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Fiona Gibson and family take a long weekend to tour Scotland in search of Scotland’s best foodie hotspots.
Over the Bridge to Skye
I have never slept in a vehicle. Nor have I ever driven one as huge as the Swift Bessacarr motorhome (it sleeps six), which will be both our transport and accommodation for the next four days.
Our aim is to have a bit of an adventure while discovering the best of Scottish produce on the west coast. This shouldn’t be difficult. From harbourside shacks selling mussels to a world-famous restaurant, Scotland is rightly celebrated for its food.
As we head up the A9, the miles fly by and we marvel at the immenseness of the Cairngorms. We can’t resist a stop at the Pottery Bunkhouse at Laggan Bridge, Inverness-shire (potterybunkhouse.co.uk). Refuelled with great coffee and shortbread, we whisk across the bridge to the Isle of Skye and onto the Sligachan Hotel (sligachan.co.uk).
The hotel serves robust Scottish pub grub and is a magnet for hardy souls brave enough to climb the Cuillins. With darkness falling we tuck into hearty Highland venison meatballs and West Coast market fish pie.
Heaven on a plate
The next morning, we scramble eggs in our superbly equipped mini kitchen and spend the morning marvelling at the rapidly changing weather (sunshine, a downpour, actual hail) as we stroll along Glen Brittle Beach.
I have been greedily anticipating lunch at the Three Chimneys (threechimneys. co.uk). The setting is stunning and the whitewashed converted cottages look out onto the sparkling loch. Although it’s definitely a special occasion sort of place, the restaurant is delightfully welcoming: you could easily while away hours here, which we intend to do.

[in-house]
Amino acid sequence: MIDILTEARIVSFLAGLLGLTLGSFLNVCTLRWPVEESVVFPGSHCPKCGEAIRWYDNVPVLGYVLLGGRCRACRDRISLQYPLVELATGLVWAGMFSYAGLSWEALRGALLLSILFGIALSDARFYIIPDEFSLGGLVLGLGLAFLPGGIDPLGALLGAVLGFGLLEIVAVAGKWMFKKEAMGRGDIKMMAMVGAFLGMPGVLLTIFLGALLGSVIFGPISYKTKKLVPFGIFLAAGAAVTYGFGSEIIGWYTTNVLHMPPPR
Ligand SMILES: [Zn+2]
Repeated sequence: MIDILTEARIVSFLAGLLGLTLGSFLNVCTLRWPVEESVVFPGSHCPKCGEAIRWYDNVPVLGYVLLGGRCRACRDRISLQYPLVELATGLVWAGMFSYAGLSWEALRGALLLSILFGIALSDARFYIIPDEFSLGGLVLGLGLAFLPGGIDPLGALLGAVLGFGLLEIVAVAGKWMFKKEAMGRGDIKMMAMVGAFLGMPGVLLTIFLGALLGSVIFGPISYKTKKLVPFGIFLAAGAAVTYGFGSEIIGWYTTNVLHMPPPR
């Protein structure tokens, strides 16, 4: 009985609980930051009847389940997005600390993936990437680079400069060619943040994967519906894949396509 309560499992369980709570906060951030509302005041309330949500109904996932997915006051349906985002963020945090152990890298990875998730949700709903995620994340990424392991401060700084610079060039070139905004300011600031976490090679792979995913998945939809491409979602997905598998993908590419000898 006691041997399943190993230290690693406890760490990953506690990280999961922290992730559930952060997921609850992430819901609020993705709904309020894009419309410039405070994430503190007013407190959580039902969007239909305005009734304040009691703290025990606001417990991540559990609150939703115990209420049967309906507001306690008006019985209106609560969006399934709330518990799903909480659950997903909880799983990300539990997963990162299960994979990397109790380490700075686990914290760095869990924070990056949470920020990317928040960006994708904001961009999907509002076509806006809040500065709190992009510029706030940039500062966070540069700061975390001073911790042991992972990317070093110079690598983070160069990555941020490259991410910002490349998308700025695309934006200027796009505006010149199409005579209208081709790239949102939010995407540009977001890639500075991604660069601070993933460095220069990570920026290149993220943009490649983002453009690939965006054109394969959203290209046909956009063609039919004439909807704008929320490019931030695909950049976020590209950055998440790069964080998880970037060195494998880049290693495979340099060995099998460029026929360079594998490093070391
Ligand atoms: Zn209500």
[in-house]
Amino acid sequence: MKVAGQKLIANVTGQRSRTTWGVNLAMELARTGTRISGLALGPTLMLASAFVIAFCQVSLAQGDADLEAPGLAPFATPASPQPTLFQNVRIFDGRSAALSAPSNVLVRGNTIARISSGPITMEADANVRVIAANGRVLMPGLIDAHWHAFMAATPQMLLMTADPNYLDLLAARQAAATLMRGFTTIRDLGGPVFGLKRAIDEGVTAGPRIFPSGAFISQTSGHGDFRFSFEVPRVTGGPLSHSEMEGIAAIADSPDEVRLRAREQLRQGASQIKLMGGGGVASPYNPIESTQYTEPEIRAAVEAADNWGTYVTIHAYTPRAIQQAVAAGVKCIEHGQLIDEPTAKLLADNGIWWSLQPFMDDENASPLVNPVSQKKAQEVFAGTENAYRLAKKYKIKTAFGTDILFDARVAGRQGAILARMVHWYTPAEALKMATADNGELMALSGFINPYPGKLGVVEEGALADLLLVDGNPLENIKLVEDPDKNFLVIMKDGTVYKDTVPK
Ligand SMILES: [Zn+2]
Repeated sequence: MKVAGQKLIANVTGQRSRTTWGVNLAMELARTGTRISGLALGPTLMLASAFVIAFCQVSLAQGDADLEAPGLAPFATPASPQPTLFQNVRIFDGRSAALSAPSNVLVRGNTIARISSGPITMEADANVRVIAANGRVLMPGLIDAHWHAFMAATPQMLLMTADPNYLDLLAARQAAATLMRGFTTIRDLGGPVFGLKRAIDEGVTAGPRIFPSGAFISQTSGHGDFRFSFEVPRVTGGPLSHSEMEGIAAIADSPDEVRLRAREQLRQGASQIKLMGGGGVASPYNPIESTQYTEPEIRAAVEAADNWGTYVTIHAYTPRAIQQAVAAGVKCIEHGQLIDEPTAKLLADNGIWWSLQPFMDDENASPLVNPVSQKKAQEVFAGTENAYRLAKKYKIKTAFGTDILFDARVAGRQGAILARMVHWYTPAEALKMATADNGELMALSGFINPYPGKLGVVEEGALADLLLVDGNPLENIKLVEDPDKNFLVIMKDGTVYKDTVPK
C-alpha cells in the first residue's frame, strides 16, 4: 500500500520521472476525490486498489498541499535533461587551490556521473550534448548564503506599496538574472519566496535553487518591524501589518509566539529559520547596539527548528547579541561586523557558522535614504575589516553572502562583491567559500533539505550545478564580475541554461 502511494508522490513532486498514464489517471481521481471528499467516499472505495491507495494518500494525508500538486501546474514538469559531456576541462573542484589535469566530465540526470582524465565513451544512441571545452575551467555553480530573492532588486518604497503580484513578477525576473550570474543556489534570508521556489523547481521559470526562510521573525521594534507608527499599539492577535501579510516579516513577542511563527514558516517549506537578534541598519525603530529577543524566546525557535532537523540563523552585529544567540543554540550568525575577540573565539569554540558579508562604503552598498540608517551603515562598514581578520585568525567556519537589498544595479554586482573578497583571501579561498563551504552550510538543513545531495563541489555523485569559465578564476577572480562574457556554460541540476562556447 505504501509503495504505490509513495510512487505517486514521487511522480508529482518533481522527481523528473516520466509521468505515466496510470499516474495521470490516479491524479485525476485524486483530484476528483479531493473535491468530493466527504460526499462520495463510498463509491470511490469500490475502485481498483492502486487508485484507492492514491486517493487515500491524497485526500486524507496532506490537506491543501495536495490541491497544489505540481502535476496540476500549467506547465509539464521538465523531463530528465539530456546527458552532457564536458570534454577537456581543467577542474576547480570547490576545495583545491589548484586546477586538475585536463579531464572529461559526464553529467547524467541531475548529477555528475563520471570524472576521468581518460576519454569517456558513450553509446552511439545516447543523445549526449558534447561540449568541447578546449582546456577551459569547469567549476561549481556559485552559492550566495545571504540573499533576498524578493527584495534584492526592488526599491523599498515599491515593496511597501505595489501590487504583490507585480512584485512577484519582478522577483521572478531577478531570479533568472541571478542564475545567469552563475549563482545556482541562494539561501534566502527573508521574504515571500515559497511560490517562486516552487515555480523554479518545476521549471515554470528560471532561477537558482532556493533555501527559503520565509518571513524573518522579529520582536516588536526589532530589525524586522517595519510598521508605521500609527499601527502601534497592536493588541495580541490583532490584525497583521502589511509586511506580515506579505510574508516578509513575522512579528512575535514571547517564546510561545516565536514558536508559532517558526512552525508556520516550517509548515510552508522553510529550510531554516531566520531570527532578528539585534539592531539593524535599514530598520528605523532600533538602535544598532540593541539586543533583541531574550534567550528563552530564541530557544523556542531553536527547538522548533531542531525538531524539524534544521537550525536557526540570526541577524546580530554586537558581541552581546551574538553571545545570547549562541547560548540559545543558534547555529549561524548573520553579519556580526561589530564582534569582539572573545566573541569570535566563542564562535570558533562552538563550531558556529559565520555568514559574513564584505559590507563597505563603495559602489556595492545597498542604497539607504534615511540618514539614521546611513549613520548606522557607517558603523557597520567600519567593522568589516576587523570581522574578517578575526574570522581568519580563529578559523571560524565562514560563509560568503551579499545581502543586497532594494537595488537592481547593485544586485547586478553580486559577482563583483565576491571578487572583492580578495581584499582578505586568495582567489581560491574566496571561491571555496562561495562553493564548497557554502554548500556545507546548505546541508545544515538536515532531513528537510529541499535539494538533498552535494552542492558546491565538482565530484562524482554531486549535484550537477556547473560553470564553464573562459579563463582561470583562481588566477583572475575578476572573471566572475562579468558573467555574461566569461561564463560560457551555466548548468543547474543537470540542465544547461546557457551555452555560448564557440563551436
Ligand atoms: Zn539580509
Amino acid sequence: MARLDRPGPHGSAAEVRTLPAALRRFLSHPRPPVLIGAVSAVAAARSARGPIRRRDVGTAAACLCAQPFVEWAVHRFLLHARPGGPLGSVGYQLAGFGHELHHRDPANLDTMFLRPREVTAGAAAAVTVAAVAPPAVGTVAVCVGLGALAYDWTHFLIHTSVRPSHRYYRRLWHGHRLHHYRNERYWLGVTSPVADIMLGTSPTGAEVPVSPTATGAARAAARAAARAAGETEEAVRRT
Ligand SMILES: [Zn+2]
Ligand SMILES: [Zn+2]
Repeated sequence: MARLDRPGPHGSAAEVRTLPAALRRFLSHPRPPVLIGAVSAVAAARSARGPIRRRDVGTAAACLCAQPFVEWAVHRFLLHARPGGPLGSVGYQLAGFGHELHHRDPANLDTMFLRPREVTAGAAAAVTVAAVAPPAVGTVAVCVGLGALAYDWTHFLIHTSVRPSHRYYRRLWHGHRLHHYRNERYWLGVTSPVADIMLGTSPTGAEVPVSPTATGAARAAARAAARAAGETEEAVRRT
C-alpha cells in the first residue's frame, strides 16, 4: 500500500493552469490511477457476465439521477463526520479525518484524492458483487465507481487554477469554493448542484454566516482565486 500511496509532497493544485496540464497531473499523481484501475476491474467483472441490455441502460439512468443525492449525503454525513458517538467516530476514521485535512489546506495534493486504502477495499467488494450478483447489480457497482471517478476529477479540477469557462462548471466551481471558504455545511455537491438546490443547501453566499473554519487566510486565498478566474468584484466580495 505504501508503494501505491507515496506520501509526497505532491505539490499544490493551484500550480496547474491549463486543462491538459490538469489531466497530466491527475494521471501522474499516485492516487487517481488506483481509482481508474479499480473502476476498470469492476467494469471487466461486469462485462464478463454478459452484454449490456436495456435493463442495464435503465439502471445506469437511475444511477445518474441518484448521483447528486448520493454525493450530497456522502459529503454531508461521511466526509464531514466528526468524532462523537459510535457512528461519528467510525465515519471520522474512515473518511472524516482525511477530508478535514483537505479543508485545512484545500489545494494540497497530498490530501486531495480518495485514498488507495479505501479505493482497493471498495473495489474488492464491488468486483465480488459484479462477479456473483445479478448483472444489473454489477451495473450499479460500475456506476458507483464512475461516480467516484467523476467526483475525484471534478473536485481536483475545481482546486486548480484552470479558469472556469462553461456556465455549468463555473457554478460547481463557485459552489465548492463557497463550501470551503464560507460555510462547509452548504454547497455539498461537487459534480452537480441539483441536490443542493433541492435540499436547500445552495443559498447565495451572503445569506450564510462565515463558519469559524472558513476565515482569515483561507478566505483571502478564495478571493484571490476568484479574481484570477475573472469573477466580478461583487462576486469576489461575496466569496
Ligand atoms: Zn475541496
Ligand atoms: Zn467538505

Starters include smoked ham and haddie (cold-smoked haddock) terrine with apple and sorrel, and Daughter braves Talisker-glazed Boer goat with spiced couscous, pronouncing it delicious. My Gigha halibut with Anna potatoes, broccoli and lobster tomalley – it’s the green stuff that acts as the creature’s liver and pancreas – is sensational. Daughter relishes her main course of wood pigeon with tattie scones, rhubarb and gingerbread. Yet it’s the most ordinary-sounding of the mains – a cauliflower risotto with Mull cheddar – that steals the show. Desserts include hot marmalade pudding with Drambuie custard and a frangipane tart; my husband says it’s the best he’s ever tasted, and he has a thing about them.
So how to follow that unforgettable lunch? A supper of old-fashioned cheese on toast bubbled under our grill and munched on a blanket beneath the stars, of course.
Loaves and fishes
We’ve heard that Skye’s oldest bakery, baking since 1870, offers the best bacon rolls, and I can vouch for that (dunveganbakery.com). To escape pelting rain, we dive into the Talisker Distillery (discovering-distilleries.com) perched on the shores of Loch Harport.
Next stop: Oban and the ferry to the Isle of Mull. After checking in at a campsite, we feast on haddock and chips from the silver van on the Fisherman’s Pier, licking salty fingers as the sun goes down.
Cheese, glorious cheese
I hadn’t expected our daughter to be especially thrilled when I suggested a visit to Sgriob-ruadh Farm, a few minutes’ drive from Tobermory, which produces artisan cheeses. The thriving family business (isleofmullcheese.co.uk) includes a cafe and farm shop.
Back in Tobermory, we round off our afternoon at Cafe Fish (thecafefish.com), a delightful restaurant perched on Tobermory Pier.
Having overnighted in St Fillans, Perthshire, we wake to the silvery waters of Loch Earn. Onwards to Crieff, famed for its Hydro (crieffhydro.com) where Victorians would take medicinal dips. We stock up on heavenly shortbread before reluctantly heading south.